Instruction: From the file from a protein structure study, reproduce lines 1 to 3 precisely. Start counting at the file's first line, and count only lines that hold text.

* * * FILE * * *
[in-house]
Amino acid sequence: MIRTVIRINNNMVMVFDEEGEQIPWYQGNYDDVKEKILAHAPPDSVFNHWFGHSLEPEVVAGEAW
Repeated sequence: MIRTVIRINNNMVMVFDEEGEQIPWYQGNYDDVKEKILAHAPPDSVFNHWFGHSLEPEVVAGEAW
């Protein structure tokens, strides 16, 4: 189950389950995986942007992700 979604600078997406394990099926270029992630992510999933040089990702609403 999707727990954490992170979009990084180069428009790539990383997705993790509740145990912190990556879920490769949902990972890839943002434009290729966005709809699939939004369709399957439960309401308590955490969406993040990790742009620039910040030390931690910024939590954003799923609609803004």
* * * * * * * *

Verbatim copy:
[in-house]
Amino acid sequence: MIRTVIRINNNMVMVFDEEGEQIPWYQGNYDDVKEKILAHAPPDSVFNHWFGHSLEPEVVAGEAW
Repeated sequence: MIRTVIRINNNMVMVFDEEGEQIPWYQGNYDDVKEKILAHAPPDSVFNHWFGHSLEPEVVAGEAW